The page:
orientation before: fvec3(34.057663, 43.175217, 17.306284)
rotation: fvec3(0.363636, -0.000000, 0.000000)
orientation after: fvec3(34.421299, 43.175220, 17.306288)

orientation before: fvec3(34.421299, 43.175220, 17.306288)
rotation: fvec3(0.000000, 5.636363, 0.000000)
orientation after: fvec3(37.799271, 47.732010, 22.041012)

orientation before: fvec3(37.799271, 47.732010, 22.041012)
rotation: fvec3(-0.909091, -0.000000, 0.000000)
orientation after: fvec3(36.890179, 47.732010, 22.041016)

orientation before: fvec3(36.890179, 47.732010, 22.041016)
rotation: fvec3(0.000000, 12.545454, 0.000000)
orientation after: fvec3(47.936203, 57.054291, 35.913132)

orientation before: fvec3(47.936203, 57.054291, 35.913132)
rotation: fvec3(-10.727273, -0.000000, 0.000000)
orientation after: fvec3(37.208916, 57.054287, 35.913124)

orientation before: fvec3(37.208916, 57.054287, 35.913124)
rotation: fvec3(0.000000, 2.000000, 0.000000)
orientation after: fvec3(39.175983, 58.626469, 38.236393)

orientation before: fvec3(39.175983, 58.626469, 38.236393)
rotation: fvec3(-4.909091, -0.000000, 0.000000)
orientation after: fvec3(34.266888, 58.626469, 38.236393)

orientation before: fvec3(34.266888, 58.626469, 38.236393)
rotation: fvec3(0.000000, 1.272727, 0.000000)
orientation after: fvec3(35.485283, 59.670666, 39.655521)

orientation before: fvec3(35.485283, 59.670666, 39.655521)
rotation: fvec3(-10.181816, -0.000000, 0.000000)
orientation after: fvec3(25.303461, 59.670673, 39.655521)

It almost looks like a rounding error? I'm not sure. I tried normalizing the quaternion during and after the calculation, but it didn't help...

EDIT - Solution

Changed the rotate(..) method to this:

void Camera::rotate(const glm::detail::float32& degrees, const glm::vec3& axis)
{
    if ( axis == glm::vec3(0.0f, 1.0f, 0.0f) )
        orientationQuaternion_ =  glm::normalize(glm::angleAxis(degrees, axis)) * orientationQuaternion_;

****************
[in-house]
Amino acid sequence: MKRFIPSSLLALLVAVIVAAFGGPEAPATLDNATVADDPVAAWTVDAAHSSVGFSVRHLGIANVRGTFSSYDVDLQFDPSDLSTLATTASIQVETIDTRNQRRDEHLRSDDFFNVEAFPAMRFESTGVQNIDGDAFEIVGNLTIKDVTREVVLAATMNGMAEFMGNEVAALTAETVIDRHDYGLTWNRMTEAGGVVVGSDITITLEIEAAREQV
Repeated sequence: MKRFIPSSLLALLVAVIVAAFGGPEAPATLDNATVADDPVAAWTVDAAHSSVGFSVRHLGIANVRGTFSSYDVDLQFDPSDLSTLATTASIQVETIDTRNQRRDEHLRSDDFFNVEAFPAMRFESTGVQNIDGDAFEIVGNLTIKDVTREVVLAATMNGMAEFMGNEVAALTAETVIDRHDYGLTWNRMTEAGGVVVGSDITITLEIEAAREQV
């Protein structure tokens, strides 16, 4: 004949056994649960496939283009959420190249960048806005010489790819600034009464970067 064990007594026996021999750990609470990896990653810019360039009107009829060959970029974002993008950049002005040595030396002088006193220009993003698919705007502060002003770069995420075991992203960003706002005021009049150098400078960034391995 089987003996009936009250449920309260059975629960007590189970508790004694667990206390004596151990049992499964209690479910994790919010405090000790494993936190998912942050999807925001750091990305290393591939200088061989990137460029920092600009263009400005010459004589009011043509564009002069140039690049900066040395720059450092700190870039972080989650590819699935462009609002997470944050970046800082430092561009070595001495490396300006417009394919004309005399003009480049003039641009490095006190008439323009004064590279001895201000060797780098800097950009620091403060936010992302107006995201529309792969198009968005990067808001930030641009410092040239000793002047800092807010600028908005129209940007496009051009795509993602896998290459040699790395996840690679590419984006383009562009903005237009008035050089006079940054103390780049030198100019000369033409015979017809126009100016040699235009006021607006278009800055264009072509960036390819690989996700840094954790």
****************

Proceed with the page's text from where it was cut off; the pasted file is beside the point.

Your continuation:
else
        orientationQuaternion_ = orientationQuaternion_ * glm::normalize(glm::angleAxis(degrees, axis));
}

Still have some work to do here, but it seems to fix the problem from before.

\$\endgroup\$
  • 3
    \$\begingroup\$ Which basis are you using for your rotations? Are you rotating around the world's X axis or the camera's? Your camera (and every object with a transform) has its own local space axes, which will usually not be the same as the world axes. You usually want to rotate a camera horizontally around "world up" and vertically around "camera right". \$\endgroup\$ – Sean Middleditch Nov 6 '13 at 1:10
  • \$\begingroup\$ can you elaborate why are you taking the conjugate ? I wonder if you want inverse instead as conjugate != inverse. \$\endgroup\$ – concept3d Nov 6 '13 at 7:04
  • \$\begingroup\$ @concept3d The OP's probably using unit quats (otherwise it doesn't make sense to talk about rotations in the first place). \$\endgroup\$ – teodron Nov 6 '13 at 8:33
  • \$\begingroup\$ @Jarett: if you want your camera gizmo to behave as a rolling sphere, you should probably use this update equation for your orientation: orientationQuaternion_ = glm::normalize(glm::angleAxis(degrees, axis)) * orientationQuaternion_; \$\endgroup\$ – teodron Nov 6 '13 at 8:35
  • 1
    \$\begingroup\$ @concept3d for unit quaternions the conjugate is the same as the multiplicative inverse. The code is trying to create th view matrix by taking the inverse of the camera world matrix. Depending on your matrix multiplication order, swap the orientaion*transformation operands. \$\endgroup\$ – Maik Semder Nov 6 '13 at 8:40
2
\$\begingroup\$

Your camera (and every object with a transform) has its own local space axes, which will usually not be the same as the world axes. Transforming around the world-space axis will give a different result than transforming around a local-space axis. Cameras typically need to work with both.

You usually want to rotate a camera horizontally around "world up" and vertically around "camera right" in my experience.

\$\endgroup\$

Your Answer

By clicking “Post Your Answer”, you agree to our terms of service, privacy policy and cookie policy

Not the answer you're looking for? Browse other questions tagged or ask your own question.